Is Liberal TV DOA?

by on July 27th, 2005

Here’s one take on the potential pitfalls of Al Gore’s incursion into “non”partisan, youth targeted TV. This from a 2003 story by Fair’s Jim Naureckas that they just recycled via their news feed in a timely manner, given the August 1 launch of Currents Network:

Ad Age quotes an “insider” advising Gore: “Liberal TV is dead on arrival…. You just can’t do it.” The switch to a channel targeting youth was made, according to the article “to make it more enticing to advertisers who were wary of plunking down ads on a network aligned with a particular political party.”

But there’s fear that even with the new approach, Gore’s “Democratic Party affiliation” will still scare off advertisers. “If there is any transparency to Gore, then it will be identified as a partisan operation, which will alienate advertisers,” a cable industry executive told Ad Age.

Of course, it’s not really partisanship in itself that advertisers object to. After all, Fox News Channel is headed by Republican operative Roger Ailes, and it has plenty of advertising. Ad Age actually quotes a Fox News ad executive, explaining why Ailes’ network succeeds while Gore’s will fail: “The problem with being associated as liberal is that they wouldn’t be going in a direction that advertisers are really interested in.”

And that’s it in a nutshell: Even the watered-down liberalism represented by someone like Al Gore is likely to sometimes criticize corporate power, and that’s something that corporate advertisers are never going to be eager to underwrite.

Perhaps, but is this in fact the case? Might not the green(wash?) corporate initiatives of heavy hitters like GE, Toyota, Ford and BP be right at home hawking their newly enlightened ways on a network run by the likes of an establishment friendly tree hugger like Gore. If a Mobile oil can underwrite PBS’s Nature, would it be less of a PR gain to sponsor some soft progressive content?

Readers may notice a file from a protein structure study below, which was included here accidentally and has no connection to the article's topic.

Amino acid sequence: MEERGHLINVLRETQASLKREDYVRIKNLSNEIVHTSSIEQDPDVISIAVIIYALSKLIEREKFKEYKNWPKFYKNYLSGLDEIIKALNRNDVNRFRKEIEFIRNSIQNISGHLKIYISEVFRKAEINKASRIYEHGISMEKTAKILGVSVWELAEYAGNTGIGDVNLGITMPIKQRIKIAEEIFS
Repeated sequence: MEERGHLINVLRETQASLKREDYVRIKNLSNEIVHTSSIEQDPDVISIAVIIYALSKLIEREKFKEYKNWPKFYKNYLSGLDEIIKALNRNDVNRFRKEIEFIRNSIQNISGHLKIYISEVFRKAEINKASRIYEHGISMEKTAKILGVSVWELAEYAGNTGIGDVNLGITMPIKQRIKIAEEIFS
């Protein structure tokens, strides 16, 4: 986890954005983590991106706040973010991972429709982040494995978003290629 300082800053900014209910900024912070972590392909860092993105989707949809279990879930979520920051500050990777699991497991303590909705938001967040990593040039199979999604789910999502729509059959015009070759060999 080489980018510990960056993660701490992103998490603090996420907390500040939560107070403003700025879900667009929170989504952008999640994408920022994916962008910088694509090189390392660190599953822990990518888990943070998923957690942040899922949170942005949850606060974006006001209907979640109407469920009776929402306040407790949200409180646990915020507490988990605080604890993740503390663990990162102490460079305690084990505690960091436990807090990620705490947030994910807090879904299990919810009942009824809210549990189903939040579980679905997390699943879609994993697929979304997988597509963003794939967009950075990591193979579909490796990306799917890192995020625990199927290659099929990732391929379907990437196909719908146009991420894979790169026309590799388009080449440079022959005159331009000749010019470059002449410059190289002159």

And what of self-styled nonconformist outfits like apple? Gore, Hyatt and Daves wisely consulted with tech and media innovators like Steve Jobs and the Google’s Brin and Page during concept development. Those latter two are notable in that the Ad experts insisted to the Google guys that they had to use in your face, intelligence insulting tactics like pop-ups to generate any revenue. At that stage the boys were still too blissfully ignorant to know better and opted instead for low key but highly targeted smart ads. The rest as they say is business history. Gore himself is credited with the distributed production concept where the audience also contributes to the content. And the thing about new approaches spawned by out of the box thinking is that when they do catch on, the high-power, high-paid experts never manage to see it coming.

It’s true, of course, that much of the advertising done for niche products that unabashedly market to progressive demographics are targeted web and print based ads. More efficient bang for scarce advertising bucks. If it’s anything, though, Gore’s Currents concept is targeted and niche. It’s interactivity remains to be seen. But one can imagine there’s arguably sufficient risk-adverse ad dollars out their to float the channel at least initially; cash revenues from companies, niche and broad market, just dying to get their products or services in front of that eldorado of demographics: youth with expendable income and as yet no fixed brand loyalty. And I’ll go ahead and take the editorial liberty of suggesting that progressive youth have longer, more focused attention spans than their conservative counterparts. My support for this claim is in my view self evident.. George.

Kit Robinson